Exosomes from primed MSCs can educate monocytes as a cellular therapy for hematopoietic acute radiation syndrome

Extracellular Vesicles

Background Acute radiation syndrome (ARS) is caused by acute exposure to ionizing radiation that damages multiple organ systems but especially the bone marrow (BM). We have previously shown that human macrophages educated with exosomes from human BM-derived mesenchymal stromal cells (MSCs) primed with lipopolysaccharide (LPS) prolonged survival in a xenogeneic lethal ARS model. The purpose of this study was to determine if exosomes from LPS-primed MSCs could directly educate human monocytes (LPS-EEMos) for the treatment of ARS. Methods Human monocytes were educated by exosomes from LPS-primed MSCs and compared to monocytes educated by unprimed MSCs (EEMos) and uneducated monocytes to assess survival and clinical improvement in a xenogeneic mouse model of ARS. Changes in surface molecule expression of exosomes and monocytes after education were determined by flow cytometry, while gene expression was determined by qPCR. Irradiated human CD34+ hematopoietic stem cells (HSCs) were co-cultured with LPS-EEMos, EEMos, or uneducated monocytes to assess effects on HSC survival and proliferation. Results LPS priming of MSCs led to the production of exosomes with increased expression of CD9, CD29, CD44, CD146, and MCSP. LPS-EEMos showed increases in gene expression of IL-6, IL-10, IL-15, IDO, and FGF-2 as compared to EEMos generated from unprimed MSCs. Generation of LPS-EEMos induced a lower percentage of CD14+ monocyte subsets that were CD16+, CD73+, CD86+, or CD206+ but a higher percentage of PD-L1+ cells. LPS-EEMos infused 4 h after lethal irradiation significantly prolonged survival, reducing clinical scores and weight loss as compared to controls. Complete blood counts from LPS-EEMo-treated mice showed enhanced hematopoietic recovery post-nadir. IL-6 receptor blockade completely abrogated the radioprotective survival benefit of LPS-EEMos in vivo in female NSG mice, but only loss of hematopoietic recovery was noted in male NSG mice. PD-1 blockade had no effect on survival. Furthermore, LPS-EEMos also showed benefits in vivo when administered 24 h, but not 48 h, after lethal irradiation. Co-culture of unprimed EEMos or LPS-EEMos with irradiated human CD34+ HSCs led to increased CD34+ proliferation and survival, suggesting hematopoietic recovery may be seen clinically. Conclusion LPS-EEMos are a potential counter-measure for hematopoietic ARS, with a reduced biomanufacturing time that facilitates hematopoiesis.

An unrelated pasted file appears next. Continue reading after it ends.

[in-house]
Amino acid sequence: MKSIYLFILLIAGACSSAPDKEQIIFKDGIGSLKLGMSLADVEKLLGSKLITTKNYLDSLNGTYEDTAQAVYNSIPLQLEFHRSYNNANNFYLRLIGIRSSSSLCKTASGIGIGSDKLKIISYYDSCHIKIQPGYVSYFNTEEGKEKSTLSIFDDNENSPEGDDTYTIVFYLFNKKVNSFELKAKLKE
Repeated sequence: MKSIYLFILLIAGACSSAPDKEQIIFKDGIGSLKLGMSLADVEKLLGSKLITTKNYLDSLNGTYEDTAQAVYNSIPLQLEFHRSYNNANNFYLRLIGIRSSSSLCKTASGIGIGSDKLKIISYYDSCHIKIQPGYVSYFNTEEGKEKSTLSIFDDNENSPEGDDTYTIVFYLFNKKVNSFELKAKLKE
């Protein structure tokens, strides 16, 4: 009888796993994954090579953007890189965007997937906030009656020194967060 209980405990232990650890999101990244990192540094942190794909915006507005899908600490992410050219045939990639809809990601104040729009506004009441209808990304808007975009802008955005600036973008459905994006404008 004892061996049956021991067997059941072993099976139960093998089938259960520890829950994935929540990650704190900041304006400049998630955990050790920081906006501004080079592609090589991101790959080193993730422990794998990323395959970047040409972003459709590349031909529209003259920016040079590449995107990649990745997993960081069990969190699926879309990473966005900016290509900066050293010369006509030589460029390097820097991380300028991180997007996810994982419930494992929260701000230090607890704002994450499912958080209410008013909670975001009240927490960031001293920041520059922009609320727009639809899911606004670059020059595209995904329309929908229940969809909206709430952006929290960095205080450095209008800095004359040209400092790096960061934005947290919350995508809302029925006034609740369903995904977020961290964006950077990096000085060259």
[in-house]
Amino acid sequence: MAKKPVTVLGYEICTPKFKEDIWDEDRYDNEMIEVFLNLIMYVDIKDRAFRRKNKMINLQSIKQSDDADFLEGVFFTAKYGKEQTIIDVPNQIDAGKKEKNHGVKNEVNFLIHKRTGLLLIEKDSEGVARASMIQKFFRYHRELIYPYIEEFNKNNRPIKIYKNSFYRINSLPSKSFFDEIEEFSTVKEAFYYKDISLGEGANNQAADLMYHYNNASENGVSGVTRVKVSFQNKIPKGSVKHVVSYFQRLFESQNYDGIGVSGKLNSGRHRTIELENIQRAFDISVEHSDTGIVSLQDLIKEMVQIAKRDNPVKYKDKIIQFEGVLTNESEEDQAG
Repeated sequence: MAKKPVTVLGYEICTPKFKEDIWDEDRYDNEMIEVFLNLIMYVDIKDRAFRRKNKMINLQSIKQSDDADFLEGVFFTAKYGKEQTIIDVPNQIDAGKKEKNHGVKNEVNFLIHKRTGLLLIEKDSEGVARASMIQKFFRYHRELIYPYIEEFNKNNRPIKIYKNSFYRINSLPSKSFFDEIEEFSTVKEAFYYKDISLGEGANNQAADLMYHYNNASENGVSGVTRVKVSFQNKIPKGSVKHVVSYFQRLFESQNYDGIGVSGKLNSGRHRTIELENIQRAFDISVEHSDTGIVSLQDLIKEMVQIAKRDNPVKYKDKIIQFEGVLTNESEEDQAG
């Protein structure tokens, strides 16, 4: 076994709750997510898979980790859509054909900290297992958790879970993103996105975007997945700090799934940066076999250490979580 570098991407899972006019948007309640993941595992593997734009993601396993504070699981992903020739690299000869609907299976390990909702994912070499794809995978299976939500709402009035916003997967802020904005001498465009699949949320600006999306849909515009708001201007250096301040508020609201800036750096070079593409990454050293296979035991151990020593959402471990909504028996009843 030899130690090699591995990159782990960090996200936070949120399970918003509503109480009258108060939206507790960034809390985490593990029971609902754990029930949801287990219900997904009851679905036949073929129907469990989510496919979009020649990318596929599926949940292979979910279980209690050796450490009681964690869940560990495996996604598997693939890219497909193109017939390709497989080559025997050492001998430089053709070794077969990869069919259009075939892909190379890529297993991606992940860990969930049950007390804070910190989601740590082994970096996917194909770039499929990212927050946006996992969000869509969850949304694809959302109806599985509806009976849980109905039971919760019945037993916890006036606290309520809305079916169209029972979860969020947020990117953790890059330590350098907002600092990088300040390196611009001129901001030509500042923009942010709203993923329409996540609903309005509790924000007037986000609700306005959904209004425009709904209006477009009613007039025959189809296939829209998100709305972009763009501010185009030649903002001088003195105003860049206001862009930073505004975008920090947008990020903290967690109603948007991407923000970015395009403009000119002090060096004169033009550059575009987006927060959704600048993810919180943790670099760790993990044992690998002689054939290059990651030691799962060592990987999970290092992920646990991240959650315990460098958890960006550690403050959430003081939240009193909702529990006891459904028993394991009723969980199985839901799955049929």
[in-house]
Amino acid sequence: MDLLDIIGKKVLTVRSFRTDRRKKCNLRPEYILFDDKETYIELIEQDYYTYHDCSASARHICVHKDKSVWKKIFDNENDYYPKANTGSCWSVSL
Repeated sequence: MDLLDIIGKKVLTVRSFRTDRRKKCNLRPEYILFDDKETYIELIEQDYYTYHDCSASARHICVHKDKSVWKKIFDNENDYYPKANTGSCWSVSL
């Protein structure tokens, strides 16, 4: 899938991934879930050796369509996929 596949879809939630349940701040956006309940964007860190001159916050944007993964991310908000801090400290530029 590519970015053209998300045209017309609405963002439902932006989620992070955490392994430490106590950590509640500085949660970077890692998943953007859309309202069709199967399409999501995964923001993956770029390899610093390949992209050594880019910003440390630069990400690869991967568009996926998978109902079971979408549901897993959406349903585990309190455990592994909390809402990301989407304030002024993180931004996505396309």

View full article

Recent Publications

Cigarette smoke (CS) represents one of the most relevant environmental risk factors for several chronic pathologies. Tissue damage caused by CS exposure is mediated, at least in part, by oxidative stress induced by its toxic and pro-oxidant components. Evidence demonstrates that extracellular vesicles (EVs) released by various cell types exposed to CS extract (CSE) are characterized by altered biochemical cargo and gained pathological properties. In the present study, we evaluated the content of oxidized proteins and phospholipid fatty acid profiles of EVs released by human bronchial epithelial BEAS-2B cells treated with CSE. This specific molecular characterization has hitherto not been performed. After confirmation that CSE reduces viability of BEAS-2B cells and elevates intracellular ROS levels, in a dose-dependent manner, we demonstrated that 24 h exposure at 1% CSE, a concentration that only slight modifies cell viability but increases ROS levels, was able to increase carbonylated protein levels in cells and released EVs. The release of oxidatively modified proteins via EVs might represent a mechanism used by cells to remove toxic proteins in order to avoid their intracellular overloading. Moreover, 1% CSE induced only few changes in the fatty acid asset in BEAS-2B cell membrane phospholipids, whereas several rearrangements were observed in EVs released by CSE-treated cells. The impact of changes in acyl chain composition of CSE-EVs accounted for the increased saturation levels of phospholipids, a membrane parameter that might influence EV stability, uptake and, at least in part, EV-mediated biological effects. The present in vitro study adds new information concerning the biochemical composition of CSE-related EVs, useful to predict their biological effects on target cells. Furthermore, the information regarding the presence of oxidized proteins and the specific membrane features of CSE-related EVs can be useful to define the utilization of circulating EVs as marker for diagnosing of CS-induced lung damage and/or CS-related diseases.

No items found.
No items found.
No items found.